Big Banks Only Good for DividendsBack in early August, I turned negative on the big banks and suggested that a bearish double-top was forming on the Bank Index chart. At that time, the Bank Index was trading at just over 65, as you can see on the chart below. (Read “Four Important Stock Charts Showing Warning Signs.”)
In early October, the Bank Index fell to around 61 (as indicated by the lowest shaded oval in the chart below). The index held and has since rallied back above the upper resistance, suggesting that it could be set for a breakout back up to its July highs. However, my feeling is that the easy money in the big banks has been made and going forward, the big banks are now dividend plays.
Bank Index Chart
Chart courtesy of www.StockCharts.com
Investment guru Warren Buffett continues to like the big banks. I don’t blame him, as Buffett has made more than $5.0 billion in paper profits on his initial $5.7 billion investment in the ailing Bank of America Corporation (NYSE/BAC; dividend yield 0.30%), when the sector was in disarray following the Lehman Brothers collapse.
So far in the third-quarter earnings season, the big banks have largely delivered decent results.
Bank of America reported earnings of $0.20 per diluted share on year-over-year revenue growth of 5.3% to $21.7 billion, beating the Thomson Financial consensus earnings-per-share (EPS) estimate by $0.02.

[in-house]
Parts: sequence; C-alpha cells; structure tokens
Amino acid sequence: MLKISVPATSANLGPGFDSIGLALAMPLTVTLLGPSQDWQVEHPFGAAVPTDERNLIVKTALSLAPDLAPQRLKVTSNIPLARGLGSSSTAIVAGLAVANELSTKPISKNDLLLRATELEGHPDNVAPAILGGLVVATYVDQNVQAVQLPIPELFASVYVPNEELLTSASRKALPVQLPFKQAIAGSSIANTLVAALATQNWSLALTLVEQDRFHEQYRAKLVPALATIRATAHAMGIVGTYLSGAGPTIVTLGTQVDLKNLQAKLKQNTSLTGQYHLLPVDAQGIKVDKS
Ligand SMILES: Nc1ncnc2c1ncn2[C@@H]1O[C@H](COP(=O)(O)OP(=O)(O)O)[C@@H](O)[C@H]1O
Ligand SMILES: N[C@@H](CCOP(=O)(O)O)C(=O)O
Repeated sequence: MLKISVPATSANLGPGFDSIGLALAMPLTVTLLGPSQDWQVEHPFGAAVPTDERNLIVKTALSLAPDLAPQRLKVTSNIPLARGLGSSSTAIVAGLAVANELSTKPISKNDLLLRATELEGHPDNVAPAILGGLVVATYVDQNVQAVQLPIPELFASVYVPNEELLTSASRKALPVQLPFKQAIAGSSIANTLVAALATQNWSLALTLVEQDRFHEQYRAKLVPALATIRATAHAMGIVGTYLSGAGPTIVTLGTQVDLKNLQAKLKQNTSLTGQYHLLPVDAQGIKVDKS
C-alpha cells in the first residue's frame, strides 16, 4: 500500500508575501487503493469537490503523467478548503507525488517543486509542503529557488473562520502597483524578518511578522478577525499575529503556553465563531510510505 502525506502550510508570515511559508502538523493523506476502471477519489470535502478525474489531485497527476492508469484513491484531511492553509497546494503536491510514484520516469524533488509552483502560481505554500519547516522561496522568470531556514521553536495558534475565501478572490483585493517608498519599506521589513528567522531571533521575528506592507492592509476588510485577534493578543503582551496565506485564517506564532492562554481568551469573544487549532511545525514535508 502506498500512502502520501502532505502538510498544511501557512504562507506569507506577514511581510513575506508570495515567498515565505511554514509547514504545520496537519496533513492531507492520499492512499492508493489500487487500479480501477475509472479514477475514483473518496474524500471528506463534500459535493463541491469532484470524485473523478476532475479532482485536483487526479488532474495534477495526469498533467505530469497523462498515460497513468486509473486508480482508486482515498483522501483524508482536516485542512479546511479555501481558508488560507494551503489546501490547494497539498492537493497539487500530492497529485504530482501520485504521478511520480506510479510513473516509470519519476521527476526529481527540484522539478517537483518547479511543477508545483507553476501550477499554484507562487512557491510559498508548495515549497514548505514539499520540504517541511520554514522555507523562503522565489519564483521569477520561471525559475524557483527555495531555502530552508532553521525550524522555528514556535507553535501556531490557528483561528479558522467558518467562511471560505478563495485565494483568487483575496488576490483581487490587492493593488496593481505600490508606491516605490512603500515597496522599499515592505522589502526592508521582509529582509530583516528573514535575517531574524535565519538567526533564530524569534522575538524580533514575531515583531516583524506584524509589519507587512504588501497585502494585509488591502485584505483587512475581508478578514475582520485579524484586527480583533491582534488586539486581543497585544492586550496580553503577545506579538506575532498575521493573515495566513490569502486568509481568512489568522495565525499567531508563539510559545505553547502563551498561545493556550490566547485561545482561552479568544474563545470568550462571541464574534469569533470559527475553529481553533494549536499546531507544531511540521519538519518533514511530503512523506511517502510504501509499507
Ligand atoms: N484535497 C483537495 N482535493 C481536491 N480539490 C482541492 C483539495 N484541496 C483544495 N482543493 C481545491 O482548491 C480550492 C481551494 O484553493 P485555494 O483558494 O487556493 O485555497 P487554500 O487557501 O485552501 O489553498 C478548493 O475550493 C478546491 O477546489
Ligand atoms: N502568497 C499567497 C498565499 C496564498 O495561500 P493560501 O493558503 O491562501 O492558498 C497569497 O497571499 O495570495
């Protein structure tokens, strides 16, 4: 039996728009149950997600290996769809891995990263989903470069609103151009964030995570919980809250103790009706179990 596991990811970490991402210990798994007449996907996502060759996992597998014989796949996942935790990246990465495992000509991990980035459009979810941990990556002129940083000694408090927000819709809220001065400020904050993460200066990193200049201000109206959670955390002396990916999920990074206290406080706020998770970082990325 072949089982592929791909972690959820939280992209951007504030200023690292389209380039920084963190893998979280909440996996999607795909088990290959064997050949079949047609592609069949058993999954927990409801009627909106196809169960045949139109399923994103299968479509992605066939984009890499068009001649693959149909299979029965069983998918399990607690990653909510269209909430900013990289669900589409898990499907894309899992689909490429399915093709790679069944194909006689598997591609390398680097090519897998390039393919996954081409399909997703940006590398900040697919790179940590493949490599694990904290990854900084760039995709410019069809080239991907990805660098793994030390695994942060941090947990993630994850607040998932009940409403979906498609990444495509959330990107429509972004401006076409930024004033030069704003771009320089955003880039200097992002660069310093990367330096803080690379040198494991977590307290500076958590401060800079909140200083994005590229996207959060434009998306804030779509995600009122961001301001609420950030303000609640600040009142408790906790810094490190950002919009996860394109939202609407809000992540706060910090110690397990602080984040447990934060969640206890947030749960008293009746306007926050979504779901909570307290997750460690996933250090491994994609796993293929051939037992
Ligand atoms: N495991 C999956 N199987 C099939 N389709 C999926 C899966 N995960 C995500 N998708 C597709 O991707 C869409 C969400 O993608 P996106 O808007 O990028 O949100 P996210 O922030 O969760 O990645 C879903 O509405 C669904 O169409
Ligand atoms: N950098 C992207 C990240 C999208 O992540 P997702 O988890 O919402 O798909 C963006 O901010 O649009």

JPMorgan Chase & Co. (NYSE/JPM; dividend yield 2.90%) reported a loss of $380 million, or $0.17 per diluted share, but this included a massive $9.15-billion pre-tax charge for legal and government fees. The adjusted earnings of $1.42 per diluted share handily beat consensus by $0.24.
Wells Fargo & Company (NYSE/WFC, dividend yield 2.90%) came out and beat on EPS by $0.02 per diluted share after reporting earnings of $0.99 per diluted share.
And finally, Citigroup, Inc. (NYSE/C, dividend yield 0.10%) failed to meet estimates after reporting earnings of $1.02 per diluted share, short by $0.02.
While the easy money in the big banks has largely been made already over the past five years since the financial sector collapsed, there are some gains left—just know that the capital potential is limited.
The big banks are no longer the trades that they have been in the recent past. Those looking at buying the big banks should be doing so for the dividends, and not for the capital appreciation potential. On this note, Bank of America and Citigroup haven’t been be given the go-ahead to increase their dividend payouts yet; understandably, they are the lowest as far as dividend yields versus the other big banks and regional banks. Having said that, I expect Bank of America and Citigroup to surge once they are allowed to increase their dividends.
So unless you are simply looking for income, the big banks should no longer be considered trades for capital appreciation.
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